- Noodle. Urban Thai—13/15. Perfectly cooked, a nice thickness, and though some minor stick-togetherness, no real clumping.
- Flavour. Urban Thai—13/15. Nice level of sauce and seasoning. Tasted like neither ketchup or peanut butter.
Torontoist would not, much like a certain pumpkin tart previously judged, accept Bangkok Paradise’s pad thai as a gift. First of all, before we even opened the styrofoam container it arrived in, we noticed that said container had begun to melt. Upon the opening of this delivery-style Pandora’s box we knew that something had gone seriously wrong. Due to the unfortunate state of the container, the pad thai was left with a molten chemically residue type flavour. The dish was light brown in colour with no sign of tamarind anywhere and was topped with the saddest looking twig of cilantro we have ever seen. Though this was the only entrant with egg, we were able to choose only one meat and so we were shrimpless. This pad thai was bland, food-court quality at best and looked like it had been left, with its container, in the sun for much too long. As one judge so eloquently stated, “if this is authentic Thai, then I don’t want to go to Thailand.”
The Friendly Thai came up next in our Challenge. Though it was relatively nice looking, with a wee peanut pile and a lemon wedge, the meats were quite dry and the shrimp were scarce making it quite noodle-dense. The flavour wasn’t bad, though it seemed a bit hard to place for one judge who described it as having a crazy “gypsy” after-taste. On a whole, we gave The Friendly Thai’s offering a score of “meh.”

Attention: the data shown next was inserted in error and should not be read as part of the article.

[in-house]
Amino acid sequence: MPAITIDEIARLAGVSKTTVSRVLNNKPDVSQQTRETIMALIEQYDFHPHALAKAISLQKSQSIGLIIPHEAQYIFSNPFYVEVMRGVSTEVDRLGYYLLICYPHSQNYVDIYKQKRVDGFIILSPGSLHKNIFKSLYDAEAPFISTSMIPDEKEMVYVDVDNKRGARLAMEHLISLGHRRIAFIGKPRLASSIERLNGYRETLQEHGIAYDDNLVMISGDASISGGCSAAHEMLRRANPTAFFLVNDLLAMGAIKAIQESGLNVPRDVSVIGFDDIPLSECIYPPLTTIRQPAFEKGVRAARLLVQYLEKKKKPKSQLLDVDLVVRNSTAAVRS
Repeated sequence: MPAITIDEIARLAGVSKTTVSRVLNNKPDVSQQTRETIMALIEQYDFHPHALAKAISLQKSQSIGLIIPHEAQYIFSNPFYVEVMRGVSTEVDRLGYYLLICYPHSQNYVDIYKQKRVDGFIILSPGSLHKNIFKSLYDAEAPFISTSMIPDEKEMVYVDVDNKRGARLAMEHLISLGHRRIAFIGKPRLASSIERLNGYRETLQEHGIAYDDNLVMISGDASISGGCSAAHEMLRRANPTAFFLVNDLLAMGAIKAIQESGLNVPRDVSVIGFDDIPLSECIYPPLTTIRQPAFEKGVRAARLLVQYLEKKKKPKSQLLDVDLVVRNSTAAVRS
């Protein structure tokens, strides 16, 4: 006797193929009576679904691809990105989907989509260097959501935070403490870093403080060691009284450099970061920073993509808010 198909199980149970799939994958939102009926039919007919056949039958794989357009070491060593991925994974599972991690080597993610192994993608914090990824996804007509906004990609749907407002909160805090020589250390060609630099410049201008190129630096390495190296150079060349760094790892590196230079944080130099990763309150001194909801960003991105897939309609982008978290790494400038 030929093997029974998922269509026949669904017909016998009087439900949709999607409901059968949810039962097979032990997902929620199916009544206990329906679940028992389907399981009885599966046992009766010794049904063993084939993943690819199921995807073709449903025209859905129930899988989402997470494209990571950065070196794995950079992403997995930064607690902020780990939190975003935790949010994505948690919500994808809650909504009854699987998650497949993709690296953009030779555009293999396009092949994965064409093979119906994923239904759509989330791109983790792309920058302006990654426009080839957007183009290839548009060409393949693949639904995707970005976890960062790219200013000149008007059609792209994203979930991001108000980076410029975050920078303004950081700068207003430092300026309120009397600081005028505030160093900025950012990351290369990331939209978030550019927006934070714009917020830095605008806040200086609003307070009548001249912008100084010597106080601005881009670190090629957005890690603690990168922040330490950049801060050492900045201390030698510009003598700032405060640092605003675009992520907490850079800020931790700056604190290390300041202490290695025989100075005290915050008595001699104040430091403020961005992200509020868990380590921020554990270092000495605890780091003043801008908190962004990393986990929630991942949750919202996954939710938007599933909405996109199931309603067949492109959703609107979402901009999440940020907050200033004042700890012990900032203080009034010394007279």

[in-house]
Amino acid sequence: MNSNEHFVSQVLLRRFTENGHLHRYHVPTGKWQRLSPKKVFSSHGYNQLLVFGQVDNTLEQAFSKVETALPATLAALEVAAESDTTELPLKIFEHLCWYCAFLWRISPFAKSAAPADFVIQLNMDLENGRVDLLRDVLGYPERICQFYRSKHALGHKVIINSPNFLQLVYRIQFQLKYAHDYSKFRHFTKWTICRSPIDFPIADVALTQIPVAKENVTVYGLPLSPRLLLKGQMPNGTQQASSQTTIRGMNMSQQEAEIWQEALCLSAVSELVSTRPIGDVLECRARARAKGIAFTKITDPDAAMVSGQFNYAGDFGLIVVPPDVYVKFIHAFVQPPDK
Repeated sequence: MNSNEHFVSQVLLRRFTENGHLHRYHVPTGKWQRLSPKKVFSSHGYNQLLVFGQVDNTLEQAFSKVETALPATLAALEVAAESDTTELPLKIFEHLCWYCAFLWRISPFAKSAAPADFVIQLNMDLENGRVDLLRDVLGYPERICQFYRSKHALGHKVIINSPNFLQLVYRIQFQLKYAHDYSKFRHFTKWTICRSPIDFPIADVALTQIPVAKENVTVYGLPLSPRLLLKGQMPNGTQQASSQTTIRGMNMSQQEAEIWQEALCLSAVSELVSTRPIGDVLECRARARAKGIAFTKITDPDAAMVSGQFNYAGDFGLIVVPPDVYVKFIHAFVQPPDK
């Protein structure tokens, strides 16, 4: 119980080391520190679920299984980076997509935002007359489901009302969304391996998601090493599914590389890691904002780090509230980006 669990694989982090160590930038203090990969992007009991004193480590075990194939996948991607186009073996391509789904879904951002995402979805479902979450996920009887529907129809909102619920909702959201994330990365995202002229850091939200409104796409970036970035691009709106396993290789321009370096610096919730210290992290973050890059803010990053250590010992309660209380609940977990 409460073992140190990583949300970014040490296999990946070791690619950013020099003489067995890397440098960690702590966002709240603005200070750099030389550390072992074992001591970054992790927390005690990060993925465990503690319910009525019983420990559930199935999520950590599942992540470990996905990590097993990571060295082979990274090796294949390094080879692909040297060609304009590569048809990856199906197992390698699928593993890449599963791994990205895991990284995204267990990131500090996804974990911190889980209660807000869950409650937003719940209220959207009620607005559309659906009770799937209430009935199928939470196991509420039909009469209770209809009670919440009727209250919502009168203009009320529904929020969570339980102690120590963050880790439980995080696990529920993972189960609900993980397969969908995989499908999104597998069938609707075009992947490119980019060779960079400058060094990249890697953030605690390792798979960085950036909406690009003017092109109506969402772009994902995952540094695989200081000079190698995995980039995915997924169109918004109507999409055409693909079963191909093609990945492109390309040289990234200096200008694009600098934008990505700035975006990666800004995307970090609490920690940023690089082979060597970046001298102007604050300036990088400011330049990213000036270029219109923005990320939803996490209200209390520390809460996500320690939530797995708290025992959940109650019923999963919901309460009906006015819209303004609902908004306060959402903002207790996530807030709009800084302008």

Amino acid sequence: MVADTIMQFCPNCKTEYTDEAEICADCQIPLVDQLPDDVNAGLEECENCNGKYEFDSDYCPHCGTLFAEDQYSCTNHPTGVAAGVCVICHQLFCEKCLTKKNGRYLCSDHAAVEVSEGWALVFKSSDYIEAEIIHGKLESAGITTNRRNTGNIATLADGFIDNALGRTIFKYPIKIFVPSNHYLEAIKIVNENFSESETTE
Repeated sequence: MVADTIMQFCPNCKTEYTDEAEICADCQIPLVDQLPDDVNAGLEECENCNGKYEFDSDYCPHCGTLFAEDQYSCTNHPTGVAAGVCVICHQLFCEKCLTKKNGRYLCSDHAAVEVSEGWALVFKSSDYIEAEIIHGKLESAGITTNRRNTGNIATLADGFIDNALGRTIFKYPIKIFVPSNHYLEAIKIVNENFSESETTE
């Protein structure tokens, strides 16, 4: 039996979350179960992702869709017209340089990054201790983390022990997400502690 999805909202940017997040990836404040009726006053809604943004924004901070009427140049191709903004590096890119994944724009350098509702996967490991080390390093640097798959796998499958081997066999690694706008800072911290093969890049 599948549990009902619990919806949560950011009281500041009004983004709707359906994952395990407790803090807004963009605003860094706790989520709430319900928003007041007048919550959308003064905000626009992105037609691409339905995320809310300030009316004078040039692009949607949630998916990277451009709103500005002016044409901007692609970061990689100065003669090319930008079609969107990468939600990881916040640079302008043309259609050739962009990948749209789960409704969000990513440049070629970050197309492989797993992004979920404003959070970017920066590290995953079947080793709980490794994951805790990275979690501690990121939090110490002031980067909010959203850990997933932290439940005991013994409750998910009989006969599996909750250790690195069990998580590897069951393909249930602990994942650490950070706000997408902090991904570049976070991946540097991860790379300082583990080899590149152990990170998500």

Spring Rolls exterior photo by wvs from Flickr; photo of Spring Rolls’ Pad Thai by Julie Reitsma.
In second place, with a win in two categories, was Spring Rolls. Torontoist would like mention before going into our analysis, that we’d been warned that the pad thai at Spring Rolls was not worth ordering. On the other hand, as stated above, Spring Rolls has been declared by at least one major daily to have the best pad thai in the city. So how did they fare? Not bad at all! Though it was a touch on the “pink” side, it was still quite nice visually. There was lots of shrimp, chicken and tofu which meant that we didn’t have to go on any shrimp-searches. The smell, though not a criteria, was also enticing. While the chicken had a great taste, the rest of the dish was lacking in real punch-you-in-the-face flavour and unfortunately, due to some cilantro that had managed to intertwine itself with the noodlage, lost points with one phobic judge.
Urban Thai was our clear winner and we will definitely order from their fine establishment again. Urban’s offering came with a wee container of very potent self-spice that pleased our judges, but wasn’t necessary for anything other than heat—the flavour of this pad thai didn’t require any extras, was the most enjoyable and seemed to be the most authentic. Though it was a bit scanty on the shrimp, all the components were cooked perfectly and the overall effect was top notch. As they say on the corner of College and Grace, “Questo pad tailandese è fantastico!”
Urban Thai exterior photo by experttorontogirl from Flickr; photo of Urban Thai’s Pad Thai by Julie Reitsma.